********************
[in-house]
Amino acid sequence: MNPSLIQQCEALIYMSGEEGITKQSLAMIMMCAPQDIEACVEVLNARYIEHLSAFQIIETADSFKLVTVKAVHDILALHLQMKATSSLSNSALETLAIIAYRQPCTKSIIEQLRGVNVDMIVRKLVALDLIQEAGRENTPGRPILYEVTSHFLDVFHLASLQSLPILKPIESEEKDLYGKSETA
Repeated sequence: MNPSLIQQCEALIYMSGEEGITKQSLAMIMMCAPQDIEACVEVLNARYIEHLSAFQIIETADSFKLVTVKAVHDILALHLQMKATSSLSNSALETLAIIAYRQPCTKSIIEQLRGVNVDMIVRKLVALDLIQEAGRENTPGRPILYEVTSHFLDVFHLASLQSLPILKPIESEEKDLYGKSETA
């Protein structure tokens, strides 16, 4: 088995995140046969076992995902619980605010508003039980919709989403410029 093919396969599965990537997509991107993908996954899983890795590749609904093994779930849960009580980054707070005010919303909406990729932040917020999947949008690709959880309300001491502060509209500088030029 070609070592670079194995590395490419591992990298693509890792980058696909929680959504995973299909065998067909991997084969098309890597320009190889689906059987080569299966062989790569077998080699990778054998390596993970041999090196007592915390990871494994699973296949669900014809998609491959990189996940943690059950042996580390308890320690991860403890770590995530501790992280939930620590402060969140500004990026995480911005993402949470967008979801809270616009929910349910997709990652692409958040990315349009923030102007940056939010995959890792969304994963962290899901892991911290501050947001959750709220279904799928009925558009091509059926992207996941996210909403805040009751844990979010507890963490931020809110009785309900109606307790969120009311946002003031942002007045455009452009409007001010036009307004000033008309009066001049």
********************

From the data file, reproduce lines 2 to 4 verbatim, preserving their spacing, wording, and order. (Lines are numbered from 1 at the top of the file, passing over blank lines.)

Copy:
Amino acid sequence: MNPSLIQQCEALIYMSGEEGITKQSLAMIMMCAPQDIEACVEVLNARYIEHLSAFQIIETADSFKLVTVKAVHDILALHLQMKATSSLSNSALETLAIIAYRQPCTKSIIEQLRGVNVDMIVRKLVALDLIQEAGRENTPGRPILYEVTSHFLDVFHLASLQSLPILKPIESEEKDLYGKSETA
Repeated sequence: MNPSLIQQCEALIYMSGEEGITKQSLAMIMMCAPQDIEACVEVLNARYIEHLSAFQIIETADSFKLVTVKAVHDILALHLQMKATSSLSNSALETLAIIAYRQPCTKSIIEQLRGVNVDMIVRKLVALDLIQEAGRENTPGRPILYEVTSHFLDVFHLASLQSLPILKPIESEEKDLYGKSETA
């Protein structure tokens, strides 16, 4: 088995995140046969076992995902619980605010508003039980919709989403410029 093919396969599965990537997509991107993908996954899983890795590749609904093994779930849960009580980054707070005010919303909406990729932040917020999947949008690709959880309300001491502060509209500088030029 070609070592670079194995590395490419591992990298693509890792980058696909929680959504995973299909065998067909991997084969098309890597320009190889689906059987080569299966062989790569077998080699990778054998390596993970041999090196007592915390990871494994699973296949669900014809998609491959990189996940943690059950042996580390308890320690991860403890770590995530501790992280939930620590402060969140500004990026995480911005993402949470967008979801809270616009929910349910997709990652692409958040990315349009923030102007940056939010995959890792969304994963962290899901892991911290501050947001959750709220279904799928009925558009091509059926992207996941996210909403805040009751844990979010507890963490931020809110009785309900109606307790969120009311946002003031942002007045455009452009409007001010036009307004000033008309009066001049």